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August 28, 2001—Wine at C and Winding Down

Red Mountain Gang. In the 1960s, the newspaper that set the world on fire was the Berkeley Barb, a counterculture affair published by somebody named Max that kept you up-to-date on protest and wackiness. As I remember, it was put to bed by the Red Mountain Gang on Thursday night, so named because the staffers, who sewed the pieces together, put down liters of Red Mountain wine, which went for $2.50 to $4.00 a gallon.

That captures the spirit of California wine, past and present. Always plentiful. And it used to be cheap, though this is not the case any more. Now it has expensive pretensions to quality, even though we find that it never rises above the merely average.

Decline of the French. This week's Business Week has a cover article--"Wine War: How American and Australian Wines are Stomping the French" (September 3, 20001)--that does a pretty good job of showing how corporate consolidation outside France and heavy marketing budgets are overwhelming the French wine industry, which is seeing big erosion in its market share. The story, of course, is more complicated: there has been some decline in the quality of many French houses, which have been selling commodity wine at princely prices. They have been called to account, incidentally, by Robert Parker.

All the World Gets a C-Plus. What we find is that everything is compressing towards the middle, a general tendency in product quality and performance these days. What's happening in wine is symbolic of business at large. There are very few "As" and "Bs," but also fewer "Ds" and "Fs." Cost control has pushed quality down, but technology has put a floor under wine in most nations, generating "Cs" all over the place. The imperative, therefore, is to pay "C" prices if that is what you are going to get. You must move away from not only the French but from the Australians and Americans as well; they're all pricing too high. As in the stock market, you must hunt and peck a little to find value.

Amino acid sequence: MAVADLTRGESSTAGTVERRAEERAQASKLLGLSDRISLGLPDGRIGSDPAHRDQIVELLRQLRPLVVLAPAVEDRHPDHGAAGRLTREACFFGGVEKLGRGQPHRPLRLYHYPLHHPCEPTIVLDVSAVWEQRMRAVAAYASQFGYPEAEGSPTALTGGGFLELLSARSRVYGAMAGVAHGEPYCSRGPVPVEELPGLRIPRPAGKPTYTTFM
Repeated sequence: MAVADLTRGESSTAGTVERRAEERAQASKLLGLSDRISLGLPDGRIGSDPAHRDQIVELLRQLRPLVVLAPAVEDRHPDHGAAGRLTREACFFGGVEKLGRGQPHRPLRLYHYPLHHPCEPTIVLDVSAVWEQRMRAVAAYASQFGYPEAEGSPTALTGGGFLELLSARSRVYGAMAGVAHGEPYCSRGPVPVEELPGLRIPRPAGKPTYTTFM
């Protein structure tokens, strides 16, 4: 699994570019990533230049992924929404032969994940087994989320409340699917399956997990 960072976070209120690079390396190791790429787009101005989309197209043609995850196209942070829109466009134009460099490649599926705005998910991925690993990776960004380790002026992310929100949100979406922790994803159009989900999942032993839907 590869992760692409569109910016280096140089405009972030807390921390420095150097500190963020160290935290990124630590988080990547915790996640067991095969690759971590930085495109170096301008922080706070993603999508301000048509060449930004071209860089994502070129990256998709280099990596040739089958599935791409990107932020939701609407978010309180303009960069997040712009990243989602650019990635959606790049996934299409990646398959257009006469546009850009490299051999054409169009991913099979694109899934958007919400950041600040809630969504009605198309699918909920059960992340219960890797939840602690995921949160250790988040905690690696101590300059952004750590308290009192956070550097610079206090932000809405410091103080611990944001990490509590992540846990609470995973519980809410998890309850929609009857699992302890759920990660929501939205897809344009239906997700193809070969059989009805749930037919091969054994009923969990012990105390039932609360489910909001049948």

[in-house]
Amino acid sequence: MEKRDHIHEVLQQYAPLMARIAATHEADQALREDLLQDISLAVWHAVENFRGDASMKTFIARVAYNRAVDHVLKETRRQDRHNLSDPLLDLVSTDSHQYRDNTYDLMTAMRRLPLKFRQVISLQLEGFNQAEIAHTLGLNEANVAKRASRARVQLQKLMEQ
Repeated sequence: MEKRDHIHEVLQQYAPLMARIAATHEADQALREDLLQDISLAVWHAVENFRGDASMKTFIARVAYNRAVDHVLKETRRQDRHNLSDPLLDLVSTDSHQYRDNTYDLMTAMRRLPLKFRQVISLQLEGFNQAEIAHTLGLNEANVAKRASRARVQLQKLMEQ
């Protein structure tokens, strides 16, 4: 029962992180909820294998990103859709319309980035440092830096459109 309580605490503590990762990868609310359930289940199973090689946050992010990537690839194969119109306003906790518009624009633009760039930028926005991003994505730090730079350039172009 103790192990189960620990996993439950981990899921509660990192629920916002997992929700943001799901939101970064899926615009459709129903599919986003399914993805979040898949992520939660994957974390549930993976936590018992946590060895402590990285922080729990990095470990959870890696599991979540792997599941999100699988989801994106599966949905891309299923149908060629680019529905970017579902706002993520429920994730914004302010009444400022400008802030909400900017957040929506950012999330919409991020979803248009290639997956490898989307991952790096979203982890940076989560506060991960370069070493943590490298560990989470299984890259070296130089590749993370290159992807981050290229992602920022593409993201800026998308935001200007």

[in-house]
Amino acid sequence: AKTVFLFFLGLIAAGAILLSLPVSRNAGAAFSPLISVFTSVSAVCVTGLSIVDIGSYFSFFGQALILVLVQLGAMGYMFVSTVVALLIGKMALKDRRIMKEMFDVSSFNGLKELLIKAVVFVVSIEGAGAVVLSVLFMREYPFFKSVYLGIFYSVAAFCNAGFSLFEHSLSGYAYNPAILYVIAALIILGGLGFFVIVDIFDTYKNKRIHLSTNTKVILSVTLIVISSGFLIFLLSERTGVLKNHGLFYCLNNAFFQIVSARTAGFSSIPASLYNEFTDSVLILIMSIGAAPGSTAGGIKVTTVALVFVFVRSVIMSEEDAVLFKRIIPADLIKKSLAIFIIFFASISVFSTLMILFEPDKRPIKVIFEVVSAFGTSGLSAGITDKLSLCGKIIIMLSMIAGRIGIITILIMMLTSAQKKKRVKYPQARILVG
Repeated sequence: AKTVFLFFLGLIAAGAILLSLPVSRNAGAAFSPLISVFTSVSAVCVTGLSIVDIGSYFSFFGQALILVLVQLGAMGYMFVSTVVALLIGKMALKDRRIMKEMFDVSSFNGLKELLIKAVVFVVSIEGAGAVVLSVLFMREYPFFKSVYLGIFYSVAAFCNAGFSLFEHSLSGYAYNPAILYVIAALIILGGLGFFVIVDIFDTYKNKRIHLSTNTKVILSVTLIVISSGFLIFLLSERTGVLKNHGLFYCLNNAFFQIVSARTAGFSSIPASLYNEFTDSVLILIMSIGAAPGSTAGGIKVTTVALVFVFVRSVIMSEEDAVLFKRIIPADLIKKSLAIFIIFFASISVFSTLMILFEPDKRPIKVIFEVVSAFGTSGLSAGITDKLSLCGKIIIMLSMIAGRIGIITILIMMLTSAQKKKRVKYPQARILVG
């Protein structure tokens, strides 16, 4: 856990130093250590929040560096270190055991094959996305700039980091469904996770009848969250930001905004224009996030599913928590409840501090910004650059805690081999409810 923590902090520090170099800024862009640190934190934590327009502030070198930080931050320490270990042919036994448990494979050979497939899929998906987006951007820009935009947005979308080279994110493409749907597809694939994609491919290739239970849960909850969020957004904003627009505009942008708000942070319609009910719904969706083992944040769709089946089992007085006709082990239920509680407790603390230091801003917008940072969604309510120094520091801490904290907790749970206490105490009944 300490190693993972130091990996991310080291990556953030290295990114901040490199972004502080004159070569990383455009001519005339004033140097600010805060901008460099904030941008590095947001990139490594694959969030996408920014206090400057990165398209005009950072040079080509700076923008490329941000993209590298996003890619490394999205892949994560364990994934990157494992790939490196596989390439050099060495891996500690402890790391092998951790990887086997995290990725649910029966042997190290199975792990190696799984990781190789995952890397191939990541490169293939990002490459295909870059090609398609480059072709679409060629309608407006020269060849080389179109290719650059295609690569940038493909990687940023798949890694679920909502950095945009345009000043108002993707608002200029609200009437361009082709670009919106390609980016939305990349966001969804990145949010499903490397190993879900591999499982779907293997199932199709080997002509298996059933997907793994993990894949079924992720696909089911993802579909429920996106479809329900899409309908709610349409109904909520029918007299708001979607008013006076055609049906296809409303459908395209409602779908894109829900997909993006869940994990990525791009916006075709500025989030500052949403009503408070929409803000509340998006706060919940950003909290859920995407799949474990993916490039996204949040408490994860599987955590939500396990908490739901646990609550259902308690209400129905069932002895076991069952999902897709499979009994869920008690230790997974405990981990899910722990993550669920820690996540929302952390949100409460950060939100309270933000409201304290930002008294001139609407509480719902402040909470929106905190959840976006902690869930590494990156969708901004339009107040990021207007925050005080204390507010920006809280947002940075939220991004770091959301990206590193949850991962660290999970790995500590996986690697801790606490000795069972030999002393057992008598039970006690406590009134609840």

High Tech. A finer article about the wine business appeared in The New York Times, August 26, 2001. By Alice Feiring, it is titled "For Better or Worse, Winemakers Go High Tech" (Business Section, p. 4). With oak chips, microoxygenation, and other such tricks, California wine magnates have found easier, more predictable ways to produce average wines they can peddle at inflated prices. Watch out: this is yet another California bubble, waiting to burst when common sense asserts itself.

Harris Helps. As the industry changes and quality sinks, we will stick by Mr. Harris and his 20-point wine scale. His chart is available on the Global Province (www.globalprovince.
com/winechart.htm), and we recommend you keep it at the ready. He's not recommending plastic corks or wine enhancement, to the best of our knowledge.


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